This strikingly modern, supremely elegant picture is among the earliest independent still lifes in the history of Western art. Embodying the quiet, minimalistic grace which characterizes Ludger tom Ring II's masterly compositions, the present work is among only three still-life paintings the artist made, and is the last remaining in private hands. The crisply delineated flowers are set against a dark background which gives them a luminous, monumental presence, while the thin string that binds them together and the trefoil, white glass façon-de-Venise ewer which serves as their vase lends the image an unmistakable delicacy and refinement.
Although biographical information about him remains scarce, Ludger tom Ring II's epitomized the learned, cosmopolitan humanist-artist of the 16th century. Born into a dynasty of German painters, Tom Ring likely trained with his father in his native Münster and, in the 1540s, set off on a formative journey across Europe. In a small self-portrait of 1547 (Essen, Villa Hügel), he inscribed the day and hour of his birth, the date of the painting, and words consigning his art to the praise and glory of God. A man in the background holds a letter that identifies him as Josef Hesset of the Steelyard in London, thus indicating the artist's presence in England at that time, where he would have come to know the work of Hans Holbein II. Displaying the modern self-consciousness of a true Renaissance man, these marks of authorship are echoed in the present picture by the prominent signature that adorns the jug.
In the established pictorial tradition in which Tom Ring was raised, flowers and other humble natural elements appeared predominantly as bearers of Christian symbolism in larger religious compositions. Lilies, for instance, would almost invariably be included in scenes of the Annunciation as symbols of the Virgin's purity, as in Robert Campin's Merode Altarpiece (New York, Metropolitan Museum of Art) in which, incidentally, the sprig of flowers also appears in a jug with a trefoil lip. Even Memling's Jug of flowers painted around 1490 (fig. 2; Madrid, Museo Thyssen-Bornemisza), often hailed as the first autonomous still life, was actually the reverse of the portrait of a donor praying to the Virgin. Its flowers were highly symbolic and its vase bore Christ's monogram. While some of Tom Ring's flowers in the present picture may well have maintained their Marian associations - violets and other small flowers could be considered emblems of faith and humility – narcissi, the four white flowers which dominate the composition, were notoriously earthbound. By elevating them here to the status of objects worthy of an independent depiction, Tom Ring was making a dramatic statement of artistic intent, possibly fueled in part by the new curiosity in the natural world which had proliferated in the 16th century with the publication of numerous botanical treatises and the study of never-before-seen species brought from the New World. In the ensuing centuries, legions of artists have followed in Tom Ring's footsteps, from the flower-painters of the 17th-century to the iconic masters of today such as Jeff Koons, whose elegant, crisp treatment of daffodils (fig. 3) is strongly reminiscent of the present work.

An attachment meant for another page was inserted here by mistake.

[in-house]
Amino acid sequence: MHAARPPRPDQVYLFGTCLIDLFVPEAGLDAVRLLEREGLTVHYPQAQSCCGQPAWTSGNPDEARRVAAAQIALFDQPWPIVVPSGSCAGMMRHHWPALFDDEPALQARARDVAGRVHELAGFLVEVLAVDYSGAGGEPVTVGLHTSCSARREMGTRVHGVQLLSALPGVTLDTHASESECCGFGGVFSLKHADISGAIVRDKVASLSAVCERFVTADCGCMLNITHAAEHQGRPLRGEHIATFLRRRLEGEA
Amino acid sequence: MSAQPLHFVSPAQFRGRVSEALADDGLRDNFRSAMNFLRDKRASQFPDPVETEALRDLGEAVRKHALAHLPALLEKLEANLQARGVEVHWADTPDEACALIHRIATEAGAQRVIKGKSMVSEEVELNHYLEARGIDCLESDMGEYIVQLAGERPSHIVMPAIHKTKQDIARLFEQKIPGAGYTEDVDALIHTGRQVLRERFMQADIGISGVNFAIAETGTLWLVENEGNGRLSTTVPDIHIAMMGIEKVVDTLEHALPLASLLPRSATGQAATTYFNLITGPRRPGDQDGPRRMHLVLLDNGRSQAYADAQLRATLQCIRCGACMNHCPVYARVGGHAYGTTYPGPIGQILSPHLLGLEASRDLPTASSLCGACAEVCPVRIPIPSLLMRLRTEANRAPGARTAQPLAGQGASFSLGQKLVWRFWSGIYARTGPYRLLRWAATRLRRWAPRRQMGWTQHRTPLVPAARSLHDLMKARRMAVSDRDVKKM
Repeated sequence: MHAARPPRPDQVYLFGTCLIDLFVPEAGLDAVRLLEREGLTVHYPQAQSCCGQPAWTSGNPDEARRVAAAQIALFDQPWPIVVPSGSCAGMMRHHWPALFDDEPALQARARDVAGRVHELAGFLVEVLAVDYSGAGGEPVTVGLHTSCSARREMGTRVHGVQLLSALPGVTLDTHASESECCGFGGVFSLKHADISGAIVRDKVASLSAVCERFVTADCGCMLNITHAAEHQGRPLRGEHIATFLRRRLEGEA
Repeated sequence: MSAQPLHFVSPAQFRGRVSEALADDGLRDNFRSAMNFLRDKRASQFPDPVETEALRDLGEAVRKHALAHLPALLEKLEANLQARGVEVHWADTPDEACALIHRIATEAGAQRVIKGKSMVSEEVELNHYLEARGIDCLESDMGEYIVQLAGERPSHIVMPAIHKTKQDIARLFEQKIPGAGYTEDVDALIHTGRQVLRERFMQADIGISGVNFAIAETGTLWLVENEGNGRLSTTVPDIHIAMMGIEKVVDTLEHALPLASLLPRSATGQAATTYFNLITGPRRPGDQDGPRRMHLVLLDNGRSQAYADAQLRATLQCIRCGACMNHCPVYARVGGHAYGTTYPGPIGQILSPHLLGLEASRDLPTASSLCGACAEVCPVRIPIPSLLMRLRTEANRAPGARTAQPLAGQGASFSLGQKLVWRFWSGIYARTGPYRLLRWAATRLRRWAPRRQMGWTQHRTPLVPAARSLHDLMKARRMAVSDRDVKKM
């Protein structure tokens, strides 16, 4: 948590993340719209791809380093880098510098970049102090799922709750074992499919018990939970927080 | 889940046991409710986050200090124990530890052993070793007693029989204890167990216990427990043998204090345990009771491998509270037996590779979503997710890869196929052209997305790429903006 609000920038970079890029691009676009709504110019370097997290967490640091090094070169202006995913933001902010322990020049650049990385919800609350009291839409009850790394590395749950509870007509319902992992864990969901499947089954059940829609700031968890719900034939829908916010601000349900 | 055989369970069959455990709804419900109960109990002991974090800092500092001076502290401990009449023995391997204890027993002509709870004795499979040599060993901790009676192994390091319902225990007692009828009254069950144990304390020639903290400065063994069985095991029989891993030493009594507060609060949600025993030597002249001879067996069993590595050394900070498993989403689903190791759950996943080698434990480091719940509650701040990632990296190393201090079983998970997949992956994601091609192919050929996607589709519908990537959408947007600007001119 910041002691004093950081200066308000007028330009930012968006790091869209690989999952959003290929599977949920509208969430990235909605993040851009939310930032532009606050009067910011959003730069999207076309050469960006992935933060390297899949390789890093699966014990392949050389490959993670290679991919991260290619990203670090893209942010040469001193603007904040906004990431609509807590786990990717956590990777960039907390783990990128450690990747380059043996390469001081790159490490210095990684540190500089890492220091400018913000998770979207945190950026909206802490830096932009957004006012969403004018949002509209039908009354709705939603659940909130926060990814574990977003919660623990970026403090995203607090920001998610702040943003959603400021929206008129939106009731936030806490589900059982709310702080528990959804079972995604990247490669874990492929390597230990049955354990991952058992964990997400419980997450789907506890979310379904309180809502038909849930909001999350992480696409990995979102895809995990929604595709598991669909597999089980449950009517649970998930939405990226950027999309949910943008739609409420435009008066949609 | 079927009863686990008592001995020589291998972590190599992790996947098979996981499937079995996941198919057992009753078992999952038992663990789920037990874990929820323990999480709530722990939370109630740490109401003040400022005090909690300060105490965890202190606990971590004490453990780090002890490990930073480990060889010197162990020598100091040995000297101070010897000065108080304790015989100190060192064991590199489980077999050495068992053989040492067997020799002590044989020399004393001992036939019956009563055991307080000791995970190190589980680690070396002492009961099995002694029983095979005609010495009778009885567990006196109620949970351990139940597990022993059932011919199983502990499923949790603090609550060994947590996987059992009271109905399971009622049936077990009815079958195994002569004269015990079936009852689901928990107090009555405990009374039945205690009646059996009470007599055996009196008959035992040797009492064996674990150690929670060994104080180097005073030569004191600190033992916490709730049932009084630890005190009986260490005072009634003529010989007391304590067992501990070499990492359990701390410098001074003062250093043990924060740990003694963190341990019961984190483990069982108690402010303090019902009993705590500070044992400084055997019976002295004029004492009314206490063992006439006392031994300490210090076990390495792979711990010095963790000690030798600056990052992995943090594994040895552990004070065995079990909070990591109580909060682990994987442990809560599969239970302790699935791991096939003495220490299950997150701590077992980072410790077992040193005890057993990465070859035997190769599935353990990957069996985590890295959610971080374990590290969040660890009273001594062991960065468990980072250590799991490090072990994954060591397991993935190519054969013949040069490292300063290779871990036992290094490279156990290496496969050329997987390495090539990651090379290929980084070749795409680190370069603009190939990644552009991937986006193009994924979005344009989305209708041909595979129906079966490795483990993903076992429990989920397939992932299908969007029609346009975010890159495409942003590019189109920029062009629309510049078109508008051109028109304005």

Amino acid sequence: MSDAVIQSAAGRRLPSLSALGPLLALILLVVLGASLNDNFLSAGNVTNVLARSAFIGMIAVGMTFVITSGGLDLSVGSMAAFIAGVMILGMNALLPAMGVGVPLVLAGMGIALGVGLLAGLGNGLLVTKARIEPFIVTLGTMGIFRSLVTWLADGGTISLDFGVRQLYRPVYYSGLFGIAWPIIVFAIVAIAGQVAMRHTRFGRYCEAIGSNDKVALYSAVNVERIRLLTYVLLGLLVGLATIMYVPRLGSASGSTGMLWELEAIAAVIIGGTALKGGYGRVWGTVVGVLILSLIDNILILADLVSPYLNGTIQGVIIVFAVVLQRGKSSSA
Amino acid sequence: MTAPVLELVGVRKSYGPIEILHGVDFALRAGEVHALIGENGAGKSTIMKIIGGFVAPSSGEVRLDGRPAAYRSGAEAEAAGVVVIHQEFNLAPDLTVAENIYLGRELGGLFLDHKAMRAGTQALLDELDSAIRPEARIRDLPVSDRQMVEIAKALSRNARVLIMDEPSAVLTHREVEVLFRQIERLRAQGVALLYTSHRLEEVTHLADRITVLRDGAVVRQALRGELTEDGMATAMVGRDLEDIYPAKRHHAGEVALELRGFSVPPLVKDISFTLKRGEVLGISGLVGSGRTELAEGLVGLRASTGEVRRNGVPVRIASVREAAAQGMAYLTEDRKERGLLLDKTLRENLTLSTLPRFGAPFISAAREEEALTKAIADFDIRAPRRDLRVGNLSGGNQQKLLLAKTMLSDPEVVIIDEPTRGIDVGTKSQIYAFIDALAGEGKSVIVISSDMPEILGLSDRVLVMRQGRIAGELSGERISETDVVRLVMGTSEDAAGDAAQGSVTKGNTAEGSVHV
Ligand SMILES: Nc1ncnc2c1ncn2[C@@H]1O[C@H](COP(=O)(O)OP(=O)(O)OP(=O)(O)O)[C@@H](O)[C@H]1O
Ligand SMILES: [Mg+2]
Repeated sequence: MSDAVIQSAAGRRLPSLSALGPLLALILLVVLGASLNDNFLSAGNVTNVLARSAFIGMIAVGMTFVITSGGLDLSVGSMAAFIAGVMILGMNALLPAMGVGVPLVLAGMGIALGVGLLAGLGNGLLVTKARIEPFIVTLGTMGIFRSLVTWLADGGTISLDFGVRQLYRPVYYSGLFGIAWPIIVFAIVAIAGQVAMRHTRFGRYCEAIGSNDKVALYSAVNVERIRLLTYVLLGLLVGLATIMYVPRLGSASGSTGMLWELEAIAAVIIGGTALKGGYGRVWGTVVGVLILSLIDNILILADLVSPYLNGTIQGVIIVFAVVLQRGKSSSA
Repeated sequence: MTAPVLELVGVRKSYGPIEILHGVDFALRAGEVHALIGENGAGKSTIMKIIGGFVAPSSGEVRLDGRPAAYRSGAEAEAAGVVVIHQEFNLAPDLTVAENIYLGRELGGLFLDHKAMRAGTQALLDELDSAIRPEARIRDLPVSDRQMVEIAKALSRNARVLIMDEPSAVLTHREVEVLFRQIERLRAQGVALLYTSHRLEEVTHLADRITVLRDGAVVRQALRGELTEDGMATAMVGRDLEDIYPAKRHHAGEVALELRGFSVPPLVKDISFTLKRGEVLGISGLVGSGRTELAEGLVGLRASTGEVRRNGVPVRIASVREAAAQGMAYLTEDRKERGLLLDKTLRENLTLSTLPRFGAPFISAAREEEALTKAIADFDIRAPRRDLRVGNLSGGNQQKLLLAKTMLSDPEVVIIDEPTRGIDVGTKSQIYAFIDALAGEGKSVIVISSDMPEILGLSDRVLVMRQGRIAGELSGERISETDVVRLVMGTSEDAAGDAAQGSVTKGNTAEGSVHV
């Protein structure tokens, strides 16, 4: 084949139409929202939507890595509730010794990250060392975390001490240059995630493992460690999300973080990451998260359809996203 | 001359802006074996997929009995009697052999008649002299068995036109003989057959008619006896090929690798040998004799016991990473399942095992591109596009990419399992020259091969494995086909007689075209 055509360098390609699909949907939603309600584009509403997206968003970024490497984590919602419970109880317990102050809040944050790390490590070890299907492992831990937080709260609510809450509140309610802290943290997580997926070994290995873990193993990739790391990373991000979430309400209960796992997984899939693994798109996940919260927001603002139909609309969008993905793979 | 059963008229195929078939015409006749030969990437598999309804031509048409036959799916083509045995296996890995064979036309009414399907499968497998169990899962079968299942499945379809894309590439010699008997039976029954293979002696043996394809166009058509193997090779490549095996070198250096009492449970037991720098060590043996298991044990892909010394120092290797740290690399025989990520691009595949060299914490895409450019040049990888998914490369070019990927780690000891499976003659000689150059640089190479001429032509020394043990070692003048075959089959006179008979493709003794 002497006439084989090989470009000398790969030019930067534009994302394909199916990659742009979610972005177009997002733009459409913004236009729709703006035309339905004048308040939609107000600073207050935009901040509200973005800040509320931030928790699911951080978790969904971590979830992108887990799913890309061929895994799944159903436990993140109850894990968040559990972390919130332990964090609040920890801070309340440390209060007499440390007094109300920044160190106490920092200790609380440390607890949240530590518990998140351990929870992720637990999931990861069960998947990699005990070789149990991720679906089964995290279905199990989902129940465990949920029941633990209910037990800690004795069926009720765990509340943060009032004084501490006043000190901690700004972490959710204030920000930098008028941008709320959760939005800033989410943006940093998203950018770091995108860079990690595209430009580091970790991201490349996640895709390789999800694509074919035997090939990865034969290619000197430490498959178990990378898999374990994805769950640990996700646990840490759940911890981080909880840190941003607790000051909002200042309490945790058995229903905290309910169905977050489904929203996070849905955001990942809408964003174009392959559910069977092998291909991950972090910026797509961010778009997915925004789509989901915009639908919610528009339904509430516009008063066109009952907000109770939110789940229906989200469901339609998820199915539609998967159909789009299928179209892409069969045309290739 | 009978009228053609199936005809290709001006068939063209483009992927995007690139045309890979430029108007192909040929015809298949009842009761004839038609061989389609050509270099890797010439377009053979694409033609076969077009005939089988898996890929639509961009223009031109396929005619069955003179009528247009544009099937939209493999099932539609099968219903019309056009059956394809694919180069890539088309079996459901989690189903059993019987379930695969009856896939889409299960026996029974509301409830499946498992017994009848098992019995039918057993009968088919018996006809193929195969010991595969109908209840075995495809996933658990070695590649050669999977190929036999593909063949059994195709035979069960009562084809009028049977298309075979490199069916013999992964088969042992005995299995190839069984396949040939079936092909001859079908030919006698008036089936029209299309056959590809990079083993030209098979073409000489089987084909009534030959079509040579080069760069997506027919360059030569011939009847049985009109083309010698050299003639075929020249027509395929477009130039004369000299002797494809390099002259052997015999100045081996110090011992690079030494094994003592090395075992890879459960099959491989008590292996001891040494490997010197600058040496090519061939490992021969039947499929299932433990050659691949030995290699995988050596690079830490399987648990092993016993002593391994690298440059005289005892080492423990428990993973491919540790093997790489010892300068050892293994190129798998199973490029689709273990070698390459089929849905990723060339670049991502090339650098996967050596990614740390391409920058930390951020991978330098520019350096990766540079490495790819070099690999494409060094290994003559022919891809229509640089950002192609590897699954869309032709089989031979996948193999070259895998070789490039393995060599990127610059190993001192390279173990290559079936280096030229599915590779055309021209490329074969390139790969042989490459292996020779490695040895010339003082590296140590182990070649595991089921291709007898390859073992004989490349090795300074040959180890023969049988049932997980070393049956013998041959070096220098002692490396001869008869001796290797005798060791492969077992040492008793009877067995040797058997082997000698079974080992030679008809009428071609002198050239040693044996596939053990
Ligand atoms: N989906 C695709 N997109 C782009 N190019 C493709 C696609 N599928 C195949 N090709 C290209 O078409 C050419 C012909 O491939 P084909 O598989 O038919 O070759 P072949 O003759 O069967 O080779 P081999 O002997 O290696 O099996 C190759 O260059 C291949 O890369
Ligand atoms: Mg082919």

Tom Ring's two other surviving flower pieces, now in Münster (Westfälischer Kunstverein, fig. 1) bear the following Latin inscription running diagonally across the swell of the vase: 'IN VERBIS IN HERBIS ET LA[PIDIBUS DEUS]', or 'God is in words, in plants and in stones', often quoted in Renaissance scientific texts. The idea that God's attributes were revealed in the beauty, order and intricate structure of the universe, even at its most earthly and humble, existed in philosophical and theological treatises from at least the fifth century B.C. Understanding Tom Ring's still-life pictures in this context reveals that, even if their Christian symbolism is not overt, they were still embedded in a religious framework. An erudite thinker attuned to the intellectual debates of his day, Tom Ring was, as clearly evidenced by the present work, a revolutionary in painting as well as a remarkably bold theologian in his own right.
Contemporary references mention paintings that were set into cabinet doors and counters in apothecary shops, and it has been suggested that this picture served such a function (Lorenz and Trescher, 1996, op. cit., p. 390). The small scale of the present work and the fact that it has been cut slightly on the right support this hypothesis, as does the aforementioned inscription proclaiming God's presence in even the smallest of earthly creations: this argument was central to the pharmaceutical theory and practice proclaimed by Paracelsus (1493-1541), who used it to advocate the use of medicines at a time when medicine was often treated with the same distrust afforded to alchemy. The choice of flowers is also quite eloquent in this context: narcissi were known for the narcotic qualities of their bulbs, from which their name derives, while the ruta graveolus (also called 'rue' or 'herb of Grace') on the ledge was not a decorative plant but a kind of aromatic cooking herb. Its casual placement next to, rather than inside, the vase suggests it may have been intended for a pharmaceutical and not simply decorative use.